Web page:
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A British Child Guest Remembers

by June Jolly, London U.K

Some British children were given sanctuary in Windsor during WWII. These children were introduced to the joy of cokes and hamburgers and Canadian Christmases and endeared themselves to the locals.

British kids in Windsor enjoying a game of baseball in 1943, (l-r): John Shackleton, Mary Phillips, Neville Haslop,
Jeanette Rothwell, Dennis Drew, Jacqueline Eastman, Kenneth Pendergast (batting) and Mamie Bain, catching.

During WWII, several Rotary Club members in Windsor opened their homes to children of Rotarians in England. I arrived in Windsor as a 12-year old girl with my 9-year old sister and 6-year old brother. We had traveled across the Atlantic – criss-crossing to avoid the U-boats – and were somewhat shell-shocked. We had been living on the southern coast of England where an invasion was expected at any time. The feeble defenses in that area consisted of barbed wire fences and mines on the beaches. The war was long over before these armaments were finally removed.

My siblings and I were welcomed into three separate families; my sister went to a home in Riverside, my brother moved in with a Grosse Pointe, MI family and I spent four years with Walkerville pediatrician Dr. George White, and his wife and family. I attended King Edward School and Walkerville Collegiate along with the White’s children, Dordie [George] and Ann. These were happy years for me, highlighted by annual holidays with the YWCA camps at Orendoga and Tapapwingo.

School in Windsor was very different from in England; the lack of uniforms and the inclusion of the opposite sex were foreign to me. I am certain my teachers were appalled by me accent and writing skills, as all I could do was upright, “joined-up” printing. Mrs. McLaren, our Grade 8 teacher, was the first to instill confidence in me and I ended up winning the annual school medal – which I treasure to this day. I learned to spell, which I am doubtful I would have accomplished elsewhere. I was instructed in public speaking, health studies, and music and art appreciation, and benefited from a much more liberal education than was available to me in my home country.

Left photo: Anne White with British guest June Jolly during WWII. Right photo: June and Anne reunite in recent years.

Outside of school, we made candy to sell and filled “ditty bags” for sailors to help with the war effort. In winter, Ann and I often skated up the road to join in the fun when Willistead Park was flooded to make a rink. As soon as spring came, we played hopscotch and baseball on the vacant lot opposite our Devonshire Road home.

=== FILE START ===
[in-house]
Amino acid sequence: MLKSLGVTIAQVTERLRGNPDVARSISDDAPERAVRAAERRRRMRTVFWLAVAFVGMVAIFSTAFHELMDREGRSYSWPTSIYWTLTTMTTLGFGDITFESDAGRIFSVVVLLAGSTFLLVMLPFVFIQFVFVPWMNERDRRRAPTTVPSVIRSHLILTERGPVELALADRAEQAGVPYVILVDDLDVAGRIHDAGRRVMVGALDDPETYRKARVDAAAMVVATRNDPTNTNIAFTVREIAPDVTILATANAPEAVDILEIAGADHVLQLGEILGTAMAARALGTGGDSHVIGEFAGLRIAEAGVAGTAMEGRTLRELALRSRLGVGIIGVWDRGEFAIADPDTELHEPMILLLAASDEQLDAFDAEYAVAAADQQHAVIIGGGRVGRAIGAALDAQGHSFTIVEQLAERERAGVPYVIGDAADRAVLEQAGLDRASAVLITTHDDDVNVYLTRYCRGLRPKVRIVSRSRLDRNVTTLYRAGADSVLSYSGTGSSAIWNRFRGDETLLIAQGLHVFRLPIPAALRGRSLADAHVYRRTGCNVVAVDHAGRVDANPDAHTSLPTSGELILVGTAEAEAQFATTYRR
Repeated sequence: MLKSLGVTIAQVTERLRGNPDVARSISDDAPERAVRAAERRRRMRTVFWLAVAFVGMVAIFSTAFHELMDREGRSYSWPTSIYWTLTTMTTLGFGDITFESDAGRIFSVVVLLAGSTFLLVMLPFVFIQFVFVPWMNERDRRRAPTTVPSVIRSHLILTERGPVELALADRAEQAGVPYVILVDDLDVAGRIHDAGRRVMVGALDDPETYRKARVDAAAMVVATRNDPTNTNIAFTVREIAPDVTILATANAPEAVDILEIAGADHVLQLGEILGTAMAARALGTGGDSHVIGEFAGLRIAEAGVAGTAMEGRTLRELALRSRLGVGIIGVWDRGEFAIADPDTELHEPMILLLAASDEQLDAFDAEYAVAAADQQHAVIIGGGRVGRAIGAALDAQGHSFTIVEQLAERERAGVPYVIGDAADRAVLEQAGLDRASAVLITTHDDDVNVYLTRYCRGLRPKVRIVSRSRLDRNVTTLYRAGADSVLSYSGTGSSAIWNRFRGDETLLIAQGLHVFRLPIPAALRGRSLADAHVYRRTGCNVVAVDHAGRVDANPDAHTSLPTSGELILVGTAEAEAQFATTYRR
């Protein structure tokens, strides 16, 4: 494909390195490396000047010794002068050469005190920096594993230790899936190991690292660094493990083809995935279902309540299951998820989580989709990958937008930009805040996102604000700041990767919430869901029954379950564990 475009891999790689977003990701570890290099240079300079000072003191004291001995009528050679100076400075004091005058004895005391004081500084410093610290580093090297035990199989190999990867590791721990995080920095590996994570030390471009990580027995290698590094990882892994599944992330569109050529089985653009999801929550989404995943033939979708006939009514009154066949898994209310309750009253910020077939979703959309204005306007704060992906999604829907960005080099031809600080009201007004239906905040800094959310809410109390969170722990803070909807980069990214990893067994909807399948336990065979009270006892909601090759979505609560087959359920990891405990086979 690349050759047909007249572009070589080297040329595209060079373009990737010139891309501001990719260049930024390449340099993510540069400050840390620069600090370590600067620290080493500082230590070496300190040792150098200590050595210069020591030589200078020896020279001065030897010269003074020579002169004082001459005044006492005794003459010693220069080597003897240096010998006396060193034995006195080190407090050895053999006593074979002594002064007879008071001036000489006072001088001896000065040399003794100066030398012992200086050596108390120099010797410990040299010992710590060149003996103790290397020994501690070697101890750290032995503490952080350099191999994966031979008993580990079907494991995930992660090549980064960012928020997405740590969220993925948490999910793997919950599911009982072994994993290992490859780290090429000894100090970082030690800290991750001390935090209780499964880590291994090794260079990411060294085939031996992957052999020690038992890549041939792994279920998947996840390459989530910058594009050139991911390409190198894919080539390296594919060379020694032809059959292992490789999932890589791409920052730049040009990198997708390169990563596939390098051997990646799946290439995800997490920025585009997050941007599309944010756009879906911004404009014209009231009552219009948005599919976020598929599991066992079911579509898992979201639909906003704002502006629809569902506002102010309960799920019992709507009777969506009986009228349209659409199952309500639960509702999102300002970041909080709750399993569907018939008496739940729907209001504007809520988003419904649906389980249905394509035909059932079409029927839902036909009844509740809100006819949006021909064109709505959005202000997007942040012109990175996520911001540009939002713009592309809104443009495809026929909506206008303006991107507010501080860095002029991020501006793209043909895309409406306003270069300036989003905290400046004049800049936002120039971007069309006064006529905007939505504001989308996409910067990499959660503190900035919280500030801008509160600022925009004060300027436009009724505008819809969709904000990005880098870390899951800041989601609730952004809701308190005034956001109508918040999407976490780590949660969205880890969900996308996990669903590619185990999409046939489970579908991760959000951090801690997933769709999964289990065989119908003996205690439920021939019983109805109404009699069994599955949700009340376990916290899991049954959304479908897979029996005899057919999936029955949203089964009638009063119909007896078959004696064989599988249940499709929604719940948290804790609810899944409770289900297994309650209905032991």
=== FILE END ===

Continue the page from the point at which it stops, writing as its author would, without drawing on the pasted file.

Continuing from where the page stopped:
Hallowe’en was another mystery to me. I shall always remember my foster father having us all duck for apples before we were given our treats. Christmas and the real trees were another wonder. I especially remember the year our tree was sprayed white by the local garage and decorated with blue fairy lights.
On Christmas morning we shouted our greetings to my family in England, just after the King’s speech, knowing that my parents were doing the same. Later, it was possible for us to have a short phone call, but these were never very satisfactory.

My parents somehow managed to send over my bicycle in the middle of the war. It was very different from the Canadian cycles. I even had a little pump attached to it to blow up my tyres which was a great bore. I was delighted when they were adapted so that I could use the local air pump on Wyandotte Street.

Memories of milk shakes and sodas at the Peerless Ice Cream Parlour and the downtown movie theatre are also fondly recalled. It was after experiencing these treats that I was introduced to hotdogs, hamburgers and, wonder of wonders! a coke – all things I longed for after my return to England, where rationing continued for several years after the war.

Another great treat was our annual trip to Bob-Lo Island. As it was leased to the United States, Canadians were allowed only three days per year to enjoy the fun. As British Child Guests (BCG) we were given free tickets and could go on the rides as often as we liked. We never had to queue as we went in through the exit gate and must have been a real pain to everyone else who had to patiently wait their turn. This excursion was one of the few occasions that I saw my sister. Strangely, I saw my brother more often as I was invited to stay with his foster family, the Hendersons, in Grosse Point.

I would like to take this opportunity to thank everyone who was so kind and patient with us. When I left England I had been cross to think that I had to leave friends and family in England during the bombings so I was not a particularly grateful guest at the time.

I shall be eternally thankful to all the people who sacrificed for my family and me. Later I learned that these generous individuals received no compensation whatsoever for their kindness.

Canada will always remain part of my life and a treasured memory as I grow old. Thank you all at The TIMES for reviving my many memories.

Editor’s note: Wallace Campbell, president of the Ford Motor Company during WWII, also opened his large home opposite to Willistead Park on Richmond to many British children.



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